Physician-machine partnerships boost diagnostic accuracy, but bias persists – Nature Medicine

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Artificial intelligence (AI) has the potential to augment medical diagnosis based on patient images. However, physician-machine partnerships — the use of AI systems as decision support for physicians — are not guaranteed to be superior to either physicians or machines alone in diagnosing disease, as both are susceptible to systematic errors, especially for diagnosis of under-represented populations1,2,3. The effectiveness of physician-machine partnerships depends on the physicians’ ability to correctly incorporate or ignore AI suggestions, which further depends on physician expertise, AI system performance, and physician understanding of when an AI system is prone to errant suggestions. In a store-and-forward teledermatology setting, we examined how diagnostic decisions made by physician-machine partnerships compared with those made by physicians alone.

We recruited 1,118 physicians, including dermatologists, residents, primary care physicians and other physicians, and asked them to diagnose skin diseases on the basis of images displayed on an interactive website (Fig. 1a). In total, we collected 14,261 differential diagnoses on 364 clinical images of skin disease. The collection of many observations in a controlled setting gave us the statistical power to evaluate differences in diagnostic accuracy across several important dimensions: patient skin tone, physician expertise, skin disease type, AI assistance accuracy, and interface design. The AI assistance is based on the training of a deep neural network on clinical images of skin diseases, and the assistance interface asks physicians to either incorporate or ignore the suggestion offered by the AI system. This integrative experimental design is straightforward to replicate and promotes commensurability by revealing the diagnostic accuracy of physicians under a variety of conditions that can inform clinical practice.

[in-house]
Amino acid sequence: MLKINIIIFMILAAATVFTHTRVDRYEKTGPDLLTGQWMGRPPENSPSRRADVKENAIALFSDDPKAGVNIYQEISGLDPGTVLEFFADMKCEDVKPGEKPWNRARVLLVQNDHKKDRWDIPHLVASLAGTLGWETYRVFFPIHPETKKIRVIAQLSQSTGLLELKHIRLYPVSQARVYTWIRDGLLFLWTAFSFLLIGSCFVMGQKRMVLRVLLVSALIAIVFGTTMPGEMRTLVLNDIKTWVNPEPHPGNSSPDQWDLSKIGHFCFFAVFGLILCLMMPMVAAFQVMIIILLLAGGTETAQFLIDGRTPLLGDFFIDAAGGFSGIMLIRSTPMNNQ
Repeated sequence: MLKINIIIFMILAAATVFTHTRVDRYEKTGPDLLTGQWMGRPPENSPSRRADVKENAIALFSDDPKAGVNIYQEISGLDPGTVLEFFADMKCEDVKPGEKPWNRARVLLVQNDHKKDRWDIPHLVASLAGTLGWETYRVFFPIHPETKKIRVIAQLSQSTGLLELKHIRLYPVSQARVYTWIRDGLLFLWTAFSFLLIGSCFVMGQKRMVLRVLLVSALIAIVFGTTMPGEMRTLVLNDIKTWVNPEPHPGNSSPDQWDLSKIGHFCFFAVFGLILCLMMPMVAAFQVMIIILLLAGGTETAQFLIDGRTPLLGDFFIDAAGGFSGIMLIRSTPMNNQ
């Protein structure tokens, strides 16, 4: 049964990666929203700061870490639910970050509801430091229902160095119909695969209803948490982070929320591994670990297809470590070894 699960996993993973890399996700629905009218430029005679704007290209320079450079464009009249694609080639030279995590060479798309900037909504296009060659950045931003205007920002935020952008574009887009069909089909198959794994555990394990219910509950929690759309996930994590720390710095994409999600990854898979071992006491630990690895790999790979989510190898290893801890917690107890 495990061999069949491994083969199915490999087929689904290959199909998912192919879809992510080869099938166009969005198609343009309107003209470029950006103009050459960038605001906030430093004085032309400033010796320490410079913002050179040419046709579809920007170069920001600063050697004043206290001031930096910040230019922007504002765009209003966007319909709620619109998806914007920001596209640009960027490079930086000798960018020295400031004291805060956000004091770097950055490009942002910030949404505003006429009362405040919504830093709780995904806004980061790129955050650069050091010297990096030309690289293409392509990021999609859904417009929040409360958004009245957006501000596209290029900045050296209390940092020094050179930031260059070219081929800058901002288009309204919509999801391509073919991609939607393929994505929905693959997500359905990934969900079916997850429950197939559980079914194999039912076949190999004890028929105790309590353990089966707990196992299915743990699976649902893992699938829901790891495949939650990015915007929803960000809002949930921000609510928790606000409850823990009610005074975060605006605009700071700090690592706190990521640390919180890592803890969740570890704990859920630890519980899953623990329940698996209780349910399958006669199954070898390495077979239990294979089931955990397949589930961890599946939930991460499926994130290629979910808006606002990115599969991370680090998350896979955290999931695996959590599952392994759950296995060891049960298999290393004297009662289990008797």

We found that the diagnosis of inflammatory-appearing skin disease on the basis of a single image and up to three free-response answers (instead of multiple-choice answers) was challenging for specialists and generalists alike but was significantly improved with access to AI assistance. Leading diagnoses from specialists and generalists were correct in 27% and 13% of observations, respectively, and the accuracy of their top three differential diagnoses was 38% and 19%, respectively. With access to AI assistance and the opportunity for physicians to swap their leading diagnosis with the AI suggestion, physician performance increased significantly from 27% to 36% for specialists and from 13% to 22% for generalists. When the AI system made an incorrect suggestion, we found that physician accuracy decreased by 1.2 percentage points, which was not statistically significant. These results reveal that AI assistance has the potential to significantly increase the diagnostic accuracy of physicians with minimal misdiagnoses. However, we found that physicians were 4 percentage points less accurate on dark skin tones than on light skin tones, and AI assistance exacerbated the accuracy disparities by generalists by 5 percentage points, which is statistically significant. These results (Fig. 1b) illustrate that success in improving overall diagnostic accuracy does not necessarily address bias in accuracy across skin tones.

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